My events for MEPACon Fall 2010 are up and ready for registration on Warhorn. The convention is being held Friday, 11/12 through Sunday, 11/14 at the Ramada Clarks Summit in Clarks Summit, PA. I'll be running three events -- "Catch and Release" (Star Wars: Saga Edition), "The Champions of New York" (The Day After Ragnarok), and "The Rise of the Ur-Flan".
Scum and Villainy is an essential source book for those running a Star Wars: Saga Edition game on the fringes of galactic society, whether that’s trolling for would-be passengers in a Mos Eisley cantina, smuggling spice out of Kessel, or engaging in piracy against the Galactic Empire.
The book does for crime what the earlier Starships of the Galaxy did for starships and space combat, providing scoundrels, bounty hunters and outright criminals with a host of new game rules and options for running a campaign that interacts with the galaxy’s dark underbelly.
My Star Wars: Saga Edition game has hit the summer doldrums, as our Friday sessions fall victim to August vacations, Musikfest, and back-to-school crush. We're about three-quarters of the way through our Mandalorian Interlude story arc (in which we're all playing Mandos in the opening days of the Mandalorian War), and while it's been fun, we're looking forward to getting back to our regular characters. Thanksfully, the rest of the net is keeping the Saga Edition fires burning during our downtime.
The storm dragons are magnificent creatures hunt the hurricanes of the storm world of Tarl. The Outer Rim planet's binary stars provide a constant source of energy for its moisture rich atmosphere, giving rise to an unending series of cyclones. The dragons constantly ride these storms, hunting the great airbag herbivores that dwell in storms' eyes and battling each other for arial supremacy.
It's a sad time for Star Wars: Saga Edition -- Wizards of the Coast has killed its official web site for the role-playing and the miniatures games and is redirecting visitors to their home page. Fortunately, Rebel Alliance fans have managed to secure hidden caches of PDFs while Wizards has announced plans to restore some of the lost material to their forums.
The cornucopia of Star Wars: Saga Edition content continues this week with a 5-part series from Wizards of the Coast about "Mythmaking in Star Wars", which talks about adapting Joseph Campbell's monomyth theories to role-playing games. They've also go two new ships detailed in "Message to Spaces": Crusader-class Corvette and the Heraklon-class Transport.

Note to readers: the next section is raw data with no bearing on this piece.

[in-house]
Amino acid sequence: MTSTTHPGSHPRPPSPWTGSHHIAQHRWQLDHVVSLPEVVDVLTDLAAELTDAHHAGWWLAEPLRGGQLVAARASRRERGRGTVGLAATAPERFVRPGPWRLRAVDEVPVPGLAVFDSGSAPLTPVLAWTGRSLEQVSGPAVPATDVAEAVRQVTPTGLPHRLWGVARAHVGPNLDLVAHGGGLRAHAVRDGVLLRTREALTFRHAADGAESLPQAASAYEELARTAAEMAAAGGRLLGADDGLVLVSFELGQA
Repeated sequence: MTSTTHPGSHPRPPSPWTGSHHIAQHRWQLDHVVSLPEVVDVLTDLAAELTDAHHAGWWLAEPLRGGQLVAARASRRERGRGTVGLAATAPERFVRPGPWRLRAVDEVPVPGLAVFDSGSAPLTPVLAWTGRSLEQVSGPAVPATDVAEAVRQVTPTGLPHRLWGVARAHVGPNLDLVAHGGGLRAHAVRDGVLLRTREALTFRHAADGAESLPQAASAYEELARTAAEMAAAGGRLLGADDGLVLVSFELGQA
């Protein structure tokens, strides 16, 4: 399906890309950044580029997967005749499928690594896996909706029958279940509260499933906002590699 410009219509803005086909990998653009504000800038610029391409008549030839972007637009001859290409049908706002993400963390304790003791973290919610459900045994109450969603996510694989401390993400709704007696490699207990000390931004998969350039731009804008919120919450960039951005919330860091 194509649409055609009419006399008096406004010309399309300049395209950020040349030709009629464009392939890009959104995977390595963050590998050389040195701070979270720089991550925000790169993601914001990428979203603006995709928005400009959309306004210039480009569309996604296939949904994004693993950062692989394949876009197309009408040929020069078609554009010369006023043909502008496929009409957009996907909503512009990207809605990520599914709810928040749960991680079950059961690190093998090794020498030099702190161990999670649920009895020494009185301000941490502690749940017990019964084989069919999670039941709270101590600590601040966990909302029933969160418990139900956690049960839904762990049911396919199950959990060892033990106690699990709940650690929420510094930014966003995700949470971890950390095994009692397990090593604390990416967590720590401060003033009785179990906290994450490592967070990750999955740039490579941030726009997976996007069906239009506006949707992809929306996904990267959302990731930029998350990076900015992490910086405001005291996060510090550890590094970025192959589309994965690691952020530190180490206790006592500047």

The first iPad showed up at my gaming table two weeks ago, and I have to say -- it was pretty damn cool. It's got a bright, clean screen, and while my friend didn't have a native PDF viewer on the device, I can definitely see the potential there. Comic books looked beautiful, and surfing with it was a breeze. That said, not everyone's sold on the iPad, and I haven't seen any reviews of it up on RPG blogs -- if you've done one, please let me now in the comments.
That said, there are other tablet computers out there, and Chaos Crenade looks at one with A Tabletop Gamer Look: ASUS T91 Tablet PC. It's a netbook-style computer running Windows XP, and the reviewer takes a look at how well common RPG tooks like the D&D Character Builder and Hero Lab work on the device.
Wizards of the Coast has been busy with D&D 4E since the last time I did a reviews round up. The first of the big 2010 releases is Player's Handbook 3, which includes the bedrock psionics character classes needed to power the Dark Sun Campaign Setting being released in August. Critical Hits reviewed the book and liked what they saw. This lengthy review offers an overview (and thoughts on) all of the new races, classes and skill powers.
When we were starting our Star Wars campaign and were kicking around where we wanted it to fall within the Knights of the Old Republic timeline, we struck up on the idea of the Mandalorian Interlude.
We knew we want to start the campaign in the Restoration Period -- a relatively quiet, calm time after the Great Sith Wars -- but at some point we'd enter the Mandalorian Wars, followed by the Jedi Civil War.
What we didn't want to do was slog through every era. The idea was to skip the campaign forward every few levels, allowing us to hit the high points of each era, but not get bogged down in none of them. At the same time though, we thought simply skipping forward 3-4 levels and five years would feel disjointed without some sort of transition.
Enter the Mandalorian Interlude.
For 6-8 self-contained adventures we're going to trade in our regular characters for Mandalorians from Clan Olan. They're old school, individualist Mandalorians who aren't sure what to make of the neocrusaders who are trying to establish order and conformity throughout the clans. The interlude gets everyone -- casual and diehard Star Wars fans -- up to speed on the Mandalorians and their culture while simultaneously showing everyone exactly what it is the Mandos are fighting for.
Wizards of the Coast's Star Wars license expires in May, and their web site is going away in August, so they're posting as much of their unpublished content as possible to the web. There's so much, in fact, that I can't include it all in one round up -- look for another edition later this month.
My review of Scavenger’s Guide to Droids is up on GameCryer.com. Scavenger’s Guide to Droids is the definitive droid sourcebook for Star Wars: Saga Edition, introducing a new chassis-based system for creating droids, a new streamlined "protocol" format that lets players run droids as equipment rather than NPCs, new droid manufacturing traits and personality quirks and a 96-page codex containing dozens of droids.